Wednesday, September 17, 2014

V5.38 - Table Saws: What’s Kick-Back?

So where does all the talk about FSBT leave us? Right back where we were…simply saying that new technology is good ; however, if one will USE the guards that have been part of table saw equipment since the 1930’s, one will avoid injury. Just as a side note, one of the other things that the engineers noticed with the Sawstop FSBT feature was that they felt it would encourage users to leave their standard guard off the saw. ‘After all, you now have this great flesh-sensing safety device that stops you from cutting your finger off’. Well, it’s my understanding that Sawstop still furnishes a standard guard with its saws AND they intend for you to USE it. Even THEY will acknowledge that use of a standard blade guard will prevent contact with the blade. Amazing how that works isn’t it? Truthfully, the FSBT safety device is merely another layer to help prevent injury. Sort of like seat belts AND airbags. Seat belts DO save lives, if one will USE them. Add airbags to them and you have another layer of safety. But ask yourself, would a car maker sell you a car that ONLY had airbags… and if they did, would you drive it?  I’m thinking… not.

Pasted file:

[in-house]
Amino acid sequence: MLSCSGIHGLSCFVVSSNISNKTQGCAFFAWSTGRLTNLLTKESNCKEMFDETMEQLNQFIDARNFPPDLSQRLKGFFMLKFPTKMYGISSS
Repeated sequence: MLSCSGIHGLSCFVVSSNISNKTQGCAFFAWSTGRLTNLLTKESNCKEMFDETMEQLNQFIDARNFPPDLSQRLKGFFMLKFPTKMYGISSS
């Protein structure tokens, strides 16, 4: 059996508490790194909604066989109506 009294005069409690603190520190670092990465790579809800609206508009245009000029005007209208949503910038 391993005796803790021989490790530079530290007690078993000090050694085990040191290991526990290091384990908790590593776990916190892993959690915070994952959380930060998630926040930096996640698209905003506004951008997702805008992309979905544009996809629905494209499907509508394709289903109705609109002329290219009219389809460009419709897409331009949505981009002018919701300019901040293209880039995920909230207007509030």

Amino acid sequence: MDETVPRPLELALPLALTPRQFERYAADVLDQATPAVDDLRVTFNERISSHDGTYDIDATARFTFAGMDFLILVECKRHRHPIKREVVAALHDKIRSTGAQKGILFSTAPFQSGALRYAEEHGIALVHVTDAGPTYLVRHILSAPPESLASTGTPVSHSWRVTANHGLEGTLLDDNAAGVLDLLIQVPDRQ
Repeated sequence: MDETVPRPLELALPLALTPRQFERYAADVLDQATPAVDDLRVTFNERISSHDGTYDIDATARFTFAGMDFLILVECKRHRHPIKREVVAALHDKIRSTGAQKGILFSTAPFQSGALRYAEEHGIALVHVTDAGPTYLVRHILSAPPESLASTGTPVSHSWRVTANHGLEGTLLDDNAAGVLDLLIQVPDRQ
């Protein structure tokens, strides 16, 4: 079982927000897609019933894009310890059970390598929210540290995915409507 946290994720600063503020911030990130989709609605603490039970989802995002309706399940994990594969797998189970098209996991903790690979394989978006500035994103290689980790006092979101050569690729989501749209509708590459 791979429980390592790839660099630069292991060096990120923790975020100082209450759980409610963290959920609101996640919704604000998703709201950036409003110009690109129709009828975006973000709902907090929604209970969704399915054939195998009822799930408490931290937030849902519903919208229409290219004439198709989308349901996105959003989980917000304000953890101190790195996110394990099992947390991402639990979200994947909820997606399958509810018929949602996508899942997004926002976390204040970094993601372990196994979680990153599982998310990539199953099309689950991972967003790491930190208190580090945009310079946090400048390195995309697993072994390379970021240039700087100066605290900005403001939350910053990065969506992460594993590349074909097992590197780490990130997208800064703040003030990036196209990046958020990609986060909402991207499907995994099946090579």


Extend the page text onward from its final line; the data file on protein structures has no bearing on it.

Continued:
Bottom line: USE the guards and safety devices that are supplied with your unit. Life will go well with you.

Ok, so back we go to our discussion of table saw fences. Some fences have a ‘micro-set’ adjustment knob that allows very small, controlled adjustments. In all cases, it is very important that the fence does not pinch the workpiece between itself and the blade. If that happens, the subject of ‘kick-back’ could become very familiar to you.

But since we’re on that subject, we might as well define it. “Kick-back” is a condition wherein the workpiece is grabbed by the blade and shot forward –TOWARD THE OPERATER- at tremendous speed. When kick-back happens, it is not something you can dodge…well, not unless you are The Flash and are used to moving at supersonic speeds. I knew an engineer in Jackson, TN who did some very in depth studying of kick-back – even to the point of doing some hi-speed video of what happens as the blade grabs the stock and flings it back toward the operator. It was really incredible to see. The stock usually came flying out in a circular motion which produced an arced gouge in the surface of the piece. The blade deflected so far that you would have thought it would shatter, but it didn’t.   

Kick-back is not something to want to see. I’ve seen many a cinder block wall get some wood imbedded into it by kick-back. It isn’t pretty. Just guess how bad it hurts to be hit by it.

Till next time….

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